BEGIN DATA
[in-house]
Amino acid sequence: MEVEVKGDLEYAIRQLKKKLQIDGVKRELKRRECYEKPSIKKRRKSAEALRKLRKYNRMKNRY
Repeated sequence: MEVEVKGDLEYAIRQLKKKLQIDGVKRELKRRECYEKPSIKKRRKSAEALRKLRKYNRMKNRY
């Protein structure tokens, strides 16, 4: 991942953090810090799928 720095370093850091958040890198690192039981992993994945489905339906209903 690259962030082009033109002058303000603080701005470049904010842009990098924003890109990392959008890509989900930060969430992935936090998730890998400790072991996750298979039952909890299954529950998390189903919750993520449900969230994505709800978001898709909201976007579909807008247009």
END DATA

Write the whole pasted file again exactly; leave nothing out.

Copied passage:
[in-house]
Amino acid sequence: MEVEVKGDLEYAIRQLKKKLQIDGVKRELKRRECYEKPSIKKRRKSAEALRKLRKYNRMKNRY
Repeated sequence: MEVEVKGDLEYAIRQLKKKLQIDGVKRELKRRECYEKPSIKKRRKSAEALRKLRKYNRMKNRY
């Protein structure tokens, strides 16, 4: 991942953090810090799928 720095370093850091958040890198690192039981992993994945489905339906209903 690259962030082009033109002058303000603080701005470049904010842009990098924003890109990392959008890509989900930060969430992935936090998730890998400790072991996750298979039952909890299954529950998390189903919750993520449900969230994505709800978001898709909201976007579909807008247009």